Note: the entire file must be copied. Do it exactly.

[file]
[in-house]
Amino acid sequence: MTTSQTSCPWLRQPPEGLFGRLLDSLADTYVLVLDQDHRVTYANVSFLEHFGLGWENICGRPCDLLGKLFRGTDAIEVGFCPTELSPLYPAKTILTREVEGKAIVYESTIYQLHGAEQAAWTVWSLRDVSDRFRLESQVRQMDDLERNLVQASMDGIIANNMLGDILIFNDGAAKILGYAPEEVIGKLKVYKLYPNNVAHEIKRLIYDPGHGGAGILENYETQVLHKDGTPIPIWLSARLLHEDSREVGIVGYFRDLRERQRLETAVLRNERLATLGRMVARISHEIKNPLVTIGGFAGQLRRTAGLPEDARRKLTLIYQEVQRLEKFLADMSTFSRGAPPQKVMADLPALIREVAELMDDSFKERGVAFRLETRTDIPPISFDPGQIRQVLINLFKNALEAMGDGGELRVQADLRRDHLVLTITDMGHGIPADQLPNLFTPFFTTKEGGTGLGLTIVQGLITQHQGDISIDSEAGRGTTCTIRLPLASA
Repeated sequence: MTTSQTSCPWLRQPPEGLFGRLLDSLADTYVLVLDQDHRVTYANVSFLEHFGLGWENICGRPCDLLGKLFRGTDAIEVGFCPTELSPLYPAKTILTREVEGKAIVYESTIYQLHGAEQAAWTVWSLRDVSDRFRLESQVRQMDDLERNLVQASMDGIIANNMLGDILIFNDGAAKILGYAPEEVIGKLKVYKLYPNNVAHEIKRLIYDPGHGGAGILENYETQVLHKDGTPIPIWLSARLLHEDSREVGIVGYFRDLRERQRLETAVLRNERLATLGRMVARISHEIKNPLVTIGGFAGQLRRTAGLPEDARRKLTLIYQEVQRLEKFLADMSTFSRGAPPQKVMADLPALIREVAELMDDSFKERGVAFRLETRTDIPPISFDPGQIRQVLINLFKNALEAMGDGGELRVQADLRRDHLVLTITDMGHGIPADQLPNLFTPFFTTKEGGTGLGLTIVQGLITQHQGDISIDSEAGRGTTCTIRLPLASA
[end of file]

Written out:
[in-house]
Amino acid sequence: MTTSQTSCPWLRQPPEGLFGRLLDSLADTYVLVLDQDHRVTYANVSFLEHFGLGWENICGRPCDLLGKLFRGTDAIEVGFCPTELSPLYPAKTILTREVEGKAIVYESTIYQLHGAEQAAWTVWSLRDVSDRFRLESQVRQMDDLERNLVQASMDGIIANNMLGDILIFNDGAAKILGYAPEEVIGKLKVYKLYPNNVAHEIKRLIYDPGHGGAGILENYETQVLHKDGTPIPIWLSARLLHEDSREVGIVGYFRDLRERQRLETAVLRNERLATLGRMVARISHEIKNPLVTIGGFAGQLRRTAGLPEDARRKLTLIYQEVQRLEKFLADMSTFSRGAPPQKVMADLPALIREVAELMDDSFKERGVAFRLETRTDIPPISFDPGQIRQVLINLFKNALEAMGDGGELRVQADLRRDHLVLTITDMGHGIPADQLPNLFTPFFTTKEGGTGLGLTIVQGLITQHQGDISIDSEAGRGTTCTIRLPLASA
Repeated sequence: MTTSQTSCPWLRQPPEGLFGRLLDSLADTYVLVLDQDHRVTYANVSFLEHFGLGWENICGRPCDLLGKLFRGTDAIEVGFCPTELSPLYPAKTILTREVEGKAIVYESTIYQLHGAEQAAWTVWSLRDVSDRFRLESQVRQMDDLERNLVQASMDGIIANNMLGDILIFNDGAAKILGYAPEEVIGKLKVYKLYPNNVAHEIKRLIYDPGHGGAGILENYETQVLHKDGTPIPIWLSARLLHEDSREVGIVGYFRDLRERQRLETAVLRNERLATLGRMVARISHEIKNPLVTIGGFAGQLRRTAGLPEDARRKLTLIYQEVQRLEKFLADMSTFSRGAPPQKVMADLPALIREVAELMDDSFKERGVAFRLETRTDIPPISFDPGQIRQVLINLFKNALEAMGDGGELRVQADLRRDHLVLTITDMGHGIPADQLPNLFTPFFTTKEGGTGLGLTIVQGLITQHQGDISIDSEAGRGTTCTIRLPLASA